|I found myself reflecting this week about my past; my attitudes and actions. Have you ever found yourself immersed in conflict and|
Years ago when I first moved from Chicago to Texas, I came face to face with something I didn’t expect. By that time, I wasn’t the Black kid growing up in Chicago, living in a predominately White community. Back then, that kid heard Whites call him some of the most vile, insensitive things a person could say to another human. In school, I had to endure the constant mocking from White students while teachers ignored their taunts. Between classes, I had to always be aware while walking down the stairs because a White student would often spit on unsuspecting Black students.
I learned about hatred at a young age growing up in Chicago.
But when I moved to Texas, I was a professional; I was a software programmer. I felt good about my accomplishments, what I achieved and where I’d come from.
And then one night, I met someone familiar, someone who I’d forgotten about for years; my old enemy hate.
As my wife and I stood inside the doorway of a restaurant, I heard someone speak to me on my right. I turned in the direction of the voice and asked the White man,
“What did you say?”
It was more a case of me being rhetorical than asking him for clarification because I knew exactly what was spoken, and then he said it again.
I stood there for a moment and then my emotions erupted as I invited the man to step outside. Since he was on his way out of the restaurant, I followed him but he wasn’t interested in fighting; by now though, I couldn’t hold back the roaring tide of my emotions.
As he quickly jumped behind the wheel of his car and locked the door, I began kicking the side of his car. This man, who had uttered a simple word to me, cowered inside his car waiting for his family to get in so he could leave.
I continued kicking in the side panel of his door, shouting for him to get out of the car but I was unable to persuade him. Finally he drove away.
My wife who had been pulling on my arm to no avail stood silent and embarrassed by my behavior. I remained incensed.
When I finally returned home, I sat down, my anger still simmering at its boiling point. It’s strange how the Holy Spirit chooses to speak to me at a time when I want to say,
“Not now God.”
“What do you believe is more important, the truth or a lie?”
I still wanted to feel angry, but He had my attention and I replied,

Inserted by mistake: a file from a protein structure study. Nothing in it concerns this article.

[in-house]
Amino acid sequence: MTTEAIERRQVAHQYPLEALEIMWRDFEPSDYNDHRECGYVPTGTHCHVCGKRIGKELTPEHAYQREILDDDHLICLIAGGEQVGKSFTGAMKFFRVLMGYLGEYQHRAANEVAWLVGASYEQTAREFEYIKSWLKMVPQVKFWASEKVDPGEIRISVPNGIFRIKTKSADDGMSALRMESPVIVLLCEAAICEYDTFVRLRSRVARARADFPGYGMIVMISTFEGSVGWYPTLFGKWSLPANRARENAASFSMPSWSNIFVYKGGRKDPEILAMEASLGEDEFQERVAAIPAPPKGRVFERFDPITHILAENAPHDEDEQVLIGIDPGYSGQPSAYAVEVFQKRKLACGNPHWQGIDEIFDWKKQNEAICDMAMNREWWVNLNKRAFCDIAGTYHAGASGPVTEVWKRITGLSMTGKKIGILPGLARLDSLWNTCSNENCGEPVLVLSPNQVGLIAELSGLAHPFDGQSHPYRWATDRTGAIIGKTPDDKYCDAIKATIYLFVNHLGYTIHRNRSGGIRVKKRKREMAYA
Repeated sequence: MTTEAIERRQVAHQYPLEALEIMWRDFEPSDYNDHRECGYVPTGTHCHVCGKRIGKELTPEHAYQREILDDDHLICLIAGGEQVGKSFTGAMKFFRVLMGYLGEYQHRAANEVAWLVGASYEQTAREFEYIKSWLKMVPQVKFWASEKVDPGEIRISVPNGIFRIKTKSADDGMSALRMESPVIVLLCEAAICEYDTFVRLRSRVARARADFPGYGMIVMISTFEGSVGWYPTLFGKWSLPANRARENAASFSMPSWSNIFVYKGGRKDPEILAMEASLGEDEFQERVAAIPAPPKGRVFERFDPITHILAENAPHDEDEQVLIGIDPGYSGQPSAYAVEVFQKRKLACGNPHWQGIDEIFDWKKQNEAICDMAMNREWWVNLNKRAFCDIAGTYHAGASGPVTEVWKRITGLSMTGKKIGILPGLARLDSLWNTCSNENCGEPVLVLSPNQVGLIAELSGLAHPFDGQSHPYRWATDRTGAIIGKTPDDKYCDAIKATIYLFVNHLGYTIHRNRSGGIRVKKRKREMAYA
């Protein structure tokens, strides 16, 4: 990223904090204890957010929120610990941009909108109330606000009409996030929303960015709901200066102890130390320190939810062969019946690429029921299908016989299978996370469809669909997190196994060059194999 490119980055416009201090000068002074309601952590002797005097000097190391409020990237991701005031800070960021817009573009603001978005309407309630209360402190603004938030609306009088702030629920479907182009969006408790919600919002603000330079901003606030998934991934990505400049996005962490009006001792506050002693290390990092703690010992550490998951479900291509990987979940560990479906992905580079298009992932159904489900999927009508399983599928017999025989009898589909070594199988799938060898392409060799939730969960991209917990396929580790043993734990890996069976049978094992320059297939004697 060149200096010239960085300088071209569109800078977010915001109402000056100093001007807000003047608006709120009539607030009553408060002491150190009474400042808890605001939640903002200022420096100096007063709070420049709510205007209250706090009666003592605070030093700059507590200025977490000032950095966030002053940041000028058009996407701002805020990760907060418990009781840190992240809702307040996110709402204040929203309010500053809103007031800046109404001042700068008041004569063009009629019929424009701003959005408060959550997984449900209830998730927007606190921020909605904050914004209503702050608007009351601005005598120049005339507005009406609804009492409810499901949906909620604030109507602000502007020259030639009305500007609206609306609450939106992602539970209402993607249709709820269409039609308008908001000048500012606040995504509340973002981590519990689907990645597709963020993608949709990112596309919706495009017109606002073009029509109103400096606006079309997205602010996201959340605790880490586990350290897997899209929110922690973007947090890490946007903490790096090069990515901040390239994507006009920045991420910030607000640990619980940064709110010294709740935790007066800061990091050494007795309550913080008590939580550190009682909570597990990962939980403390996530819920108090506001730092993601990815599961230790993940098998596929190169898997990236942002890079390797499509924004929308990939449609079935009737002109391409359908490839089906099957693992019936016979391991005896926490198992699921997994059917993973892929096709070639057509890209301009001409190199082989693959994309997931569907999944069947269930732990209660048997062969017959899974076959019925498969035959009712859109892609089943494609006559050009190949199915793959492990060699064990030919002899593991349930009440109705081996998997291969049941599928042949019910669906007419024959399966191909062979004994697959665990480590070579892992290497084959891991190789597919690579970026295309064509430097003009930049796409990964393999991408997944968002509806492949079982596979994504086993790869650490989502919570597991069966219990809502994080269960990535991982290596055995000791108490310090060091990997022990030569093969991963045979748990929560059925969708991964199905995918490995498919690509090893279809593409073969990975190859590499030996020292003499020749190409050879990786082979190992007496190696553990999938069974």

“The truth is more important.”
And then He asked me,
“Then why do you believe a lie?”
I was puzzled by this question and I immediately protested,
“What lie have I believed Lord?”
“You believe you are what that man called you tonight.”
“Lord, I don't believe that!”
Here I am, disputing the Omniscient God of all creation that, I know what I know; and then He said something I couldn’t argue with.
“You had to believe that you are that word because you went to a tremendous effort to disprove it; only the offendable are offended.”
I wanted to tell God that, offendable is not a word but I sat there quietly considering the possibility that perhaps God could be right. I know that sounds so totally arrogant but that was how I thought back then. My thoughts retraced the events that occurred earlier.
Why did I react so strongly? Why did I feel the need to disprove what was spoken to me? Did I actually believe what I heard?
Thoughts of my childhood years replayed in my mind like a video. I could recall those voices of my childhood, angry, insolent Whites shouting at me; reminding me I was unwanted. Voices reminding me I was unwelcome, not good enough, smart enough or competent enough; I just didn’t measure up to their standards.
As I’ve learned to identify with Christ, I’ve seen my ego checked at the door of faith. My life is no longer defined by who I am but by the life of Christ in me. I can no longer be reduced to a shamed example of Christ, I claim my manhood in Christ. I am not defined by the words of man but by the word of God.
There was a time in my life when I felt I was due respect for what I’d accomplished; I’ve done nothing to distinguish myself apart from Christ. Whatever I’ve been able to accomplish in my life is a direct result of the immeasurable grace and blessings of God.
It’s not a matter of what defines me, it’s who defines me.
I choose Christ.
You are the Omniscient One, you know all things; You are intimately acquainted with me and my weaknesses. You know the scars I bear and the hurts I’ve felt. I acknowledge that words have a measure of power to hurt but words are not greater than You. I will not allow my life to be shaped by the human depiction of what I am. Your word declares,
“…do not be conformed to this world, but be transformed by the renewing of your mind, that you may prove what the will of God is, that which is good and acceptable and perfect.”
I thank You Lord God, that I am committed to renewing my mind daily, I am being transformed by the power that raised Jesus from the dead. I thank You that, ”I have been crucified with Christ; and it is no longer I who live, but Christ lives in me; and the life which I now live in the flesh I live by faith in the Son of God, who loved me, and delivered Himself up for me.” I seek to demonstrate Your will in my life; Your will is good, acceptable and perfect. Thank You for being the God who heals and restores; Your grace and love are beyond measure. You are worthy of all praise and glory. Amen.